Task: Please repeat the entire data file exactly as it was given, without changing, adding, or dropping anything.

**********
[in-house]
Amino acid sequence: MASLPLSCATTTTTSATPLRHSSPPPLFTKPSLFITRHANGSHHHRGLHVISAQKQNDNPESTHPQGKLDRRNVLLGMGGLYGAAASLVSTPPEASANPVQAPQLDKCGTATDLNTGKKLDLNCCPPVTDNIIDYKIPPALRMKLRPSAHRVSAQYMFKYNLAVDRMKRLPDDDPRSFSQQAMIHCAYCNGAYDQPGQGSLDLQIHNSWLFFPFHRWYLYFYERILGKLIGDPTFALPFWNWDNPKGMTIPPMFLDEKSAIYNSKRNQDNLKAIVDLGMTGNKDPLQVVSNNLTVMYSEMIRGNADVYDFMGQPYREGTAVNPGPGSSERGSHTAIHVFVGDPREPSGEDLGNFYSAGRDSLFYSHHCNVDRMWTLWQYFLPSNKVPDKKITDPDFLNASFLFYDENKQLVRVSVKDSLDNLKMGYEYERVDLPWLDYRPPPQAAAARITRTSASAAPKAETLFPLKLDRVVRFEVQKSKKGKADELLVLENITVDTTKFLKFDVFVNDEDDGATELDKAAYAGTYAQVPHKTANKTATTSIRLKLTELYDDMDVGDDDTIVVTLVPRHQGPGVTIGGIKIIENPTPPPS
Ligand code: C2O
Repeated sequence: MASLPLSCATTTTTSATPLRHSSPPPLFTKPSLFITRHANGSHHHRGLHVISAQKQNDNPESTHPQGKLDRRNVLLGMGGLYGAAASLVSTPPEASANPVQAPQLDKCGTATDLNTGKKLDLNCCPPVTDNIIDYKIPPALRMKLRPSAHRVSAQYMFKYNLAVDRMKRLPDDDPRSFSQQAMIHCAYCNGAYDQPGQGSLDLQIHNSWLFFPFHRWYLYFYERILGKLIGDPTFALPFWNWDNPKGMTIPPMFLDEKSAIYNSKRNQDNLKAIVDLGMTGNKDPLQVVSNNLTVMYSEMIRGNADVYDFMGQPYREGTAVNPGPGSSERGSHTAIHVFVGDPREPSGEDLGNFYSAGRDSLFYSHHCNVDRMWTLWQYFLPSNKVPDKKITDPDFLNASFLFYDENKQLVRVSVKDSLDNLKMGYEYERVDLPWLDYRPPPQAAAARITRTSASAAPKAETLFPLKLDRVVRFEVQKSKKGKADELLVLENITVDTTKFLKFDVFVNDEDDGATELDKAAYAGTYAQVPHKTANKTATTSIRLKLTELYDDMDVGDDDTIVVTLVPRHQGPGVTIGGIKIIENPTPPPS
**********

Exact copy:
[in-house]
Amino acid sequence: MASLPLSCATTTTTSATPLRHSSPPPLFTKPSLFITRHANGSHHHRGLHVISAQKQNDNPESTHPQGKLDRRNVLLGMGGLYGAAASLVSTPPEASANPVQAPQLDKCGTATDLNTGKKLDLNCCPPVTDNIIDYKIPPALRMKLRPSAHRVSAQYMFKYNLAVDRMKRLPDDDPRSFSQQAMIHCAYCNGAYDQPGQGSLDLQIHNSWLFFPFHRWYLYFYERILGKLIGDPTFALPFWNWDNPKGMTIPPMFLDEKSAIYNSKRNQDNLKAIVDLGMTGNKDPLQVVSNNLTVMYSEMIRGNADVYDFMGQPYREGTAVNPGPGSSERGSHTAIHVFVGDPREPSGEDLGNFYSAGRDSLFYSHHCNVDRMWTLWQYFLPSNKVPDKKITDPDFLNASFLFYDENKQLVRVSVKDSLDNLKMGYEYERVDLPWLDYRPPPQAAAARITRTSASAAPKAETLFPLKLDRVVRFEVQKSKKGKADELLVLENITVDTTKFLKFDVFVNDEDDGATELDKAAYAGTYAQVPHKTANKTATTSIRLKLTELYDDMDVGDDDTIVVTLVPRHQGPGVTIGGIKIIENPTPPPS
Ligand code: C2O
Repeated sequence: MASLPLSCATTTTTSATPLRHSSPPPLFTKPSLFITRHANGSHHHRGLHVISAQKQNDNPESTHPQGKLDRRNVLLGMGGLYGAAASLVSTPPEASANPVQAPQLDKCGTATDLNTGKKLDLNCCPPVTDNIIDYKIPPALRMKLRPSAHRVSAQYMFKYNLAVDRMKRLPDDDPRSFSQQAMIHCAYCNGAYDQPGQGSLDLQIHNSWLFFPFHRWYLYFYERILGKLIGDPTFALPFWNWDNPKGMTIPPMFLDEKSAIYNSKRNQDNLKAIVDLGMTGNKDPLQVVSNNLTVMYSEMIRGNADVYDFMGQPYREGTAVNPGPGSSERGSHTAIHVFVGDPREPSGEDLGNFYSAGRDSLFYSHHCNVDRMWTLWQYFLPSNKVPDKKITDPDFLNASFLFYDENKQLVRVSVKDSLDNLKMGYEYERVDLPWLDYRPPPQAAAARITRTSASAAPKAETLFPLKLDRVVRFEVQKSKKGKADELLVLENITVDTTKFLKFDVFVNDEDDGATELDKAAYAGTYAQVPHKTANKTATTSIRLKLTELYDDMDVGDDDTIVVTLVPRHQGPGVTIGGIKIIENPTPPPS